Coronavirus and international commercial contracts: French law perspective (II)

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March 30, 2020

In the previous article we have analyzed whether force majeure can be a legitime justification used to suspend or terminate the performance of the contractual obligations due to the coronavirus outbreak. As demonstrated, the answer to that question depends on numerous factors, therefore, we will dedicate the second part of our article series to another mechanism introduced by 2016 reform [1] under the French law – l’imprévision.

Indeed, l’imprévision, known as hardship, could be used as a justification for contract non-performance in case of epidemic situations such as Covid-19.

To start with, we will explain the concept under the French law (I) that is supposedly governing the international commercial contract (II). Next, we will apply it in today’s context of coronavirus outbreak (III).

1. What is hardship (l’imprévision)?

French Civil code defines l’imprévision in its article 1195. Under the French law, a party to a contract entered into on or after October 1, 2016 may ask its co-contractor to renegotiate the terms of the contract if a change of circumstances, unforeseeable at the time of the conclusion of the contract (1), renders its performance excessively onerous (2) and if that party did not agree to bear the risks of such a change of circumstances (3). The above three conditions are thus necessary for hardship to produce its effects.

As opposed to force majeure, in case of hardship the contract performance does not become impossible for one of the parties, but the cost of such performance becomes excessively expensive.

It shall be noted, however, that contractual parties may also have specifically adapted the statutory hardship provision to their particular situation or may have agreed to set aside (have waived) statutory hardship provisions which would result in bearing the risks of an excessive cost of performance due to an unforeseeable change of circumstances.

Furthermore, as opposed to the force majeure which allows for suspension or termination of the contract, in case of hardship provision there are numerous possible outcomes,  If the other party refuses the negotiation or if the discussion fails, then the parties may either terminate the contract at a date and under conditions that they agree on, or they can agree to request a judge to adapt the contract to the new circumstances. Moreover, if the parties do not reach an agreement within a reasonable period of time, then either party may request a judge to revise the terms of the contract or to terminate it, at a date and under conditions to be determined by the judge. However, it is essential that during the negotiation, the parties continue to perform the contract obligations.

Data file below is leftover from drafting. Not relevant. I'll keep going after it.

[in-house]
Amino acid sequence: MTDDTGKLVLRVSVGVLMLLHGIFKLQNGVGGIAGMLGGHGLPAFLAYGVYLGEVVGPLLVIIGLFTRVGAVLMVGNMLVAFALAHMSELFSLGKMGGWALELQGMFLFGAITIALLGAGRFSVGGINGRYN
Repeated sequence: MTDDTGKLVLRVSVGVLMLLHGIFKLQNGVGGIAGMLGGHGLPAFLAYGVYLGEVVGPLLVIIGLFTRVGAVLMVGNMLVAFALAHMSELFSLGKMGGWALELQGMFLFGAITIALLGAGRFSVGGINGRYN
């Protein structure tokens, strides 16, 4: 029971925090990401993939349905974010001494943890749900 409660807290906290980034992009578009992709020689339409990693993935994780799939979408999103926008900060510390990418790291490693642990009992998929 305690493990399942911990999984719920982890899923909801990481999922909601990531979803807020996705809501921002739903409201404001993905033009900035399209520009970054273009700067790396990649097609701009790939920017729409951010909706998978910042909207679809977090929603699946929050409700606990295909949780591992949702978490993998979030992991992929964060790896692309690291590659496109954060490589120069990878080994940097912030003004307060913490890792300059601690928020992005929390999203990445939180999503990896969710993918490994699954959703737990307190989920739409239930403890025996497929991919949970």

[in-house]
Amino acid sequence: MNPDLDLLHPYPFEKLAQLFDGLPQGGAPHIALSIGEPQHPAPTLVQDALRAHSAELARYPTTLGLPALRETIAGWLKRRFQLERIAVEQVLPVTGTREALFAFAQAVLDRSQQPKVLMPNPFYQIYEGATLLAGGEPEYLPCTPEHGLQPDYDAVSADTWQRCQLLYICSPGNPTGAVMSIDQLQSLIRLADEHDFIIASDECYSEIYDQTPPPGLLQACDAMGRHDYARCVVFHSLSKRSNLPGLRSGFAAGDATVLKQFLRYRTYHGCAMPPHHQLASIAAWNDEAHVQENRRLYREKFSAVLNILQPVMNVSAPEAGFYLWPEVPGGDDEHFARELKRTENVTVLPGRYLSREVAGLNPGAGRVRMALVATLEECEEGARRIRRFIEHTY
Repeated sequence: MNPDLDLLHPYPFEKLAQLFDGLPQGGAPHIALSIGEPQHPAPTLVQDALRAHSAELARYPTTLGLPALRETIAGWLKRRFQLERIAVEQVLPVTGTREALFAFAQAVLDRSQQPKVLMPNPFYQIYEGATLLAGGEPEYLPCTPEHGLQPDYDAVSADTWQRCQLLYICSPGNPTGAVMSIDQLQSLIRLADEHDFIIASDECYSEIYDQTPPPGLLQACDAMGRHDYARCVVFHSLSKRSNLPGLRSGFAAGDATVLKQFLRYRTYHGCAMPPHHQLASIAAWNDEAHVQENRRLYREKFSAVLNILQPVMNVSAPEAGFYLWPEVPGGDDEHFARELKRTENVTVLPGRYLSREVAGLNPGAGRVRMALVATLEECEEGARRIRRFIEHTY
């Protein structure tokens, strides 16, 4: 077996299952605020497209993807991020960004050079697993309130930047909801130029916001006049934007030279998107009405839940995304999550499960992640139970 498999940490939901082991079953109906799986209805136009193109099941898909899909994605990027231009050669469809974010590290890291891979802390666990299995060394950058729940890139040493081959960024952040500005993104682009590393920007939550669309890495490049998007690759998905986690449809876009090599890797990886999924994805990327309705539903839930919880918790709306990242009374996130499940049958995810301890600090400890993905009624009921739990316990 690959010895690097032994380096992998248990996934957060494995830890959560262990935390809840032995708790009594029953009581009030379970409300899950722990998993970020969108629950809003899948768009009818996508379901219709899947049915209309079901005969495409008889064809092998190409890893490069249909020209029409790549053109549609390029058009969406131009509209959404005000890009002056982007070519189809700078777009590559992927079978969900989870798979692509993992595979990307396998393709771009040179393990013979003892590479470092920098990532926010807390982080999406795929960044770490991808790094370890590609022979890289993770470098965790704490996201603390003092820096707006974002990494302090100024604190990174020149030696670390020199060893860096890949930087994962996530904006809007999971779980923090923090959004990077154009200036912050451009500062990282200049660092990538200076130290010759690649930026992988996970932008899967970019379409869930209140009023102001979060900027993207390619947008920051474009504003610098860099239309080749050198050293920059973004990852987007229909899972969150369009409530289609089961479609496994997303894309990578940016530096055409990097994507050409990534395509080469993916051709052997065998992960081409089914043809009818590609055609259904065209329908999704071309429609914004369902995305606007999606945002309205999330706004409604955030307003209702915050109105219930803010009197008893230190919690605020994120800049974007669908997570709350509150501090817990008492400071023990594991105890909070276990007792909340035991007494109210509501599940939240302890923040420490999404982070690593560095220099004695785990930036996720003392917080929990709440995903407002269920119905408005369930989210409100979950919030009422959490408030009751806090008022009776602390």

2. Hardship in the context of international commercial contracts

Although the hardship provision has been introduced in French civil code just recently, it has already been used for some time in international commercial contracts. Article 6.2.2. of UNIDROIT principles [2] defines hardship as a situation where the occurrence of events fundamentally alters the equilibrium of the contract, provided that those events meet given requirements:

(a) the events occur or become known to the disadvantaged party after the conclusion of the contract;
(b) the events could not reasonably have been taken into account by the disadvantaged party at the time of the conclusion of the contract;
(c) the events are beyond the control of the disadvantaged party; and
(d) the risk of the events was not assumed by the disadvantaged party.

The same definition is provided by the Principles of European Contract Law in its art 6.111.

As it was mentioned for force majeure, when French law is governing the contractual relationship and such concerns cross-border sale of goods, we shall refer to United Nations Convention on Contracts for the International Sale of Goods (CISG), always when its application was not explicitly excluded by the contracting parties. It appears, however, that the hardship provision is not covered by the scope of the CISG.

Although the French courts have not had a change to judge over CISG application in the context of international sales of goods yet, we can imagine their decision would be similar to the one of our Belgian neighbors. In Scafom Internatinoal case [3] from 2009, Belgian Supreme Court have applied article 79 [4] of CISG stating that: “Changed circumstances that were not reasonably foreseeable at the time of the conclusion of the contract and that are unequivocally of a nature to increase the burden of performance of the contract in a disproportionate manner, can, under circumstances, form an impediment in the sense of this provision of the treaty.”